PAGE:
South Western Railway and Eurostar rail workers begin strike
Rail workers at South Western Railway and Eurostar have begun a 24 hour strike over separate disputes.
RMT union members at Eurostar say they face "dangerous" overcrowding at London's St Pancras station, while the SWR strike is over the long-running dispute about the role of train guards.
SWR said half of its services - in south-west London and southern counties of England - will be cancelled.
Eurostar said a normal service will run as other workers will cover the shifts.
Following the start of the walkouts at 00:01 on Saturday morning, the RMT said workers were "standing rock solid".
The union said it was available for "genuine talks" in both disputes.
Both strikes are set to last until 23:59 BST.
Further SWR strikes are planned for the coming weeks, as part of a total of eight days of strike action in July and August. The first walkout was last Thursday and the next will be on Tuesday 31 July.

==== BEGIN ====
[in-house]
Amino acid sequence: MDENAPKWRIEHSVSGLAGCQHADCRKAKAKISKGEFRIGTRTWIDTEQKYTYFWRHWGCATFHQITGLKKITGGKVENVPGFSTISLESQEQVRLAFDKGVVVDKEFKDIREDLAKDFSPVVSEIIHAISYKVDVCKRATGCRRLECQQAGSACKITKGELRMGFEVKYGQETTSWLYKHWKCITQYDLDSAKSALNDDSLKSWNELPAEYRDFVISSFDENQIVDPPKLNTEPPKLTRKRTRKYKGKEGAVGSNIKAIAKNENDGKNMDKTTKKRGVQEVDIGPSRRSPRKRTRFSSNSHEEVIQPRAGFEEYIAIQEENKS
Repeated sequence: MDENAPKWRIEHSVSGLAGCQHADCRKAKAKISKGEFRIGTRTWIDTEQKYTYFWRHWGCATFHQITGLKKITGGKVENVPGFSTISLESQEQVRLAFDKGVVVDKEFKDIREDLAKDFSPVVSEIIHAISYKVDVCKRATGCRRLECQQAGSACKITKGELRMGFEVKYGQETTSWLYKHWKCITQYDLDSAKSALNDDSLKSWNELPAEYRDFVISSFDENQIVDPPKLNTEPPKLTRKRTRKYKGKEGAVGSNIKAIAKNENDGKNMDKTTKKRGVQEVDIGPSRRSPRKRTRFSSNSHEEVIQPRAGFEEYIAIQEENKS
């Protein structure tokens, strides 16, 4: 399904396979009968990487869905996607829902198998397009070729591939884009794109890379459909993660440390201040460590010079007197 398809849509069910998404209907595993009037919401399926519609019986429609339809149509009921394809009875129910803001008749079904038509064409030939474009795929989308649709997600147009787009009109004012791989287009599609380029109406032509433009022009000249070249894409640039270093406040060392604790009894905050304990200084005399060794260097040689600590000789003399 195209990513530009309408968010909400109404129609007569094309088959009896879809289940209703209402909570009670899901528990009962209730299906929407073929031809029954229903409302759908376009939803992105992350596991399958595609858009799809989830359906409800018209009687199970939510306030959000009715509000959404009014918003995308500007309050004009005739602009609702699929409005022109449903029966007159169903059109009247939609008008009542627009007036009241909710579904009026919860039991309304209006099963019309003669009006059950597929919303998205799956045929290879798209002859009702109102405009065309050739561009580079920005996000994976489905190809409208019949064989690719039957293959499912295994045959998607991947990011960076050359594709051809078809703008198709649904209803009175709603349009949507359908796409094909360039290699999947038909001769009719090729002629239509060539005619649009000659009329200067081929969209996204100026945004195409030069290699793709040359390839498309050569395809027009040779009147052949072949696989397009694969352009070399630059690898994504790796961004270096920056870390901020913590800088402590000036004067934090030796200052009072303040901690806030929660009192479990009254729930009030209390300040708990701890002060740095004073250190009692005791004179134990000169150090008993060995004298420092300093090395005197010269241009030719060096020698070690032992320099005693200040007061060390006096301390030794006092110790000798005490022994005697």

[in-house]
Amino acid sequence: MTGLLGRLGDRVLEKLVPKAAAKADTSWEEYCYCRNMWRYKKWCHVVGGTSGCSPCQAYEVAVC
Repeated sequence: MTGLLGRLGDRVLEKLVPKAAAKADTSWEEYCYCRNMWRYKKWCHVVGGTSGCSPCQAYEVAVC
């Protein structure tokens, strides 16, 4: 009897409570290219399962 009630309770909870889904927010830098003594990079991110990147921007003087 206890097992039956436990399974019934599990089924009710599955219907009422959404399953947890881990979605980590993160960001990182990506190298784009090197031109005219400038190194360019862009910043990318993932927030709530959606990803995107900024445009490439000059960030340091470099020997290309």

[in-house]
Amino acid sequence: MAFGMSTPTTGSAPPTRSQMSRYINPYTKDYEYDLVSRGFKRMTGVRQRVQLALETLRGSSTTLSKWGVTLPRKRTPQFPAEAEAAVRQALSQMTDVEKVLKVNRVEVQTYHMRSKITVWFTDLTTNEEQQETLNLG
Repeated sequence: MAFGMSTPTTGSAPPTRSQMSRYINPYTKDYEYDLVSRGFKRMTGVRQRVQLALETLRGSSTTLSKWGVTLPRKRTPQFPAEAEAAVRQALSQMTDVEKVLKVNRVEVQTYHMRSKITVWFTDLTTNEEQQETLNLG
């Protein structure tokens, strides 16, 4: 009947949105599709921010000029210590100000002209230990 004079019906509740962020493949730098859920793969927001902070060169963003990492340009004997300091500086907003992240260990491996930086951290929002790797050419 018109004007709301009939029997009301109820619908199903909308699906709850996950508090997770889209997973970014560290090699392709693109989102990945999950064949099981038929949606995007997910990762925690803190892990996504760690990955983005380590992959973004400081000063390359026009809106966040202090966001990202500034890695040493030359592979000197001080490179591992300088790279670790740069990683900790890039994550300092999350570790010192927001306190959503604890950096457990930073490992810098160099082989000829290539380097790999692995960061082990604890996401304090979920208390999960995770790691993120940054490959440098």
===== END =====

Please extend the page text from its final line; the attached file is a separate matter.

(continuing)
The RMT has said changing the role of guards and extending driver-only services would compromise staff and passenger safety.
The union has accused the company of putting "private profits before public safety".
SWR said it will provide longer trains on Saturday, but passengers were advised to check their journey before travelling.
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A company statement said it was "frustrating and disappointing" that the RMT strike was going ahead and apologised to passengers.
"This is despite proposals we have put forward which are similar to that of another train operator, Greater Anglia, which the RMT has recently agreed to.
"We are urging the RMT to return to talks and end this damaging disruption to passengers."
About 140 staff are involved in the Eurostar dispute, with the union saying the international terminal at St Pancras had been reduced to "chaos".
Staff were bearing the brunt of public anger over delays to services, it said.
RMT general secretary Mick Cash said: "The conditions at St Pancras have been simply appalling in recent weeks, with dangerous levels of overcrowding on the concourse as services plunge into meltdown on the cusp of the busiest part of the year.
"RMT will not tolerate a position where our members are left to pick up the pieces due to corporate failures."
The union said it was going to ballot train managers for industrial action over the same issue.
A Eurostar spokesman said: "If the strike action goes ahead, our plan is to run a normal service so that all passengers booked to travel with Eurostar will be able to do so."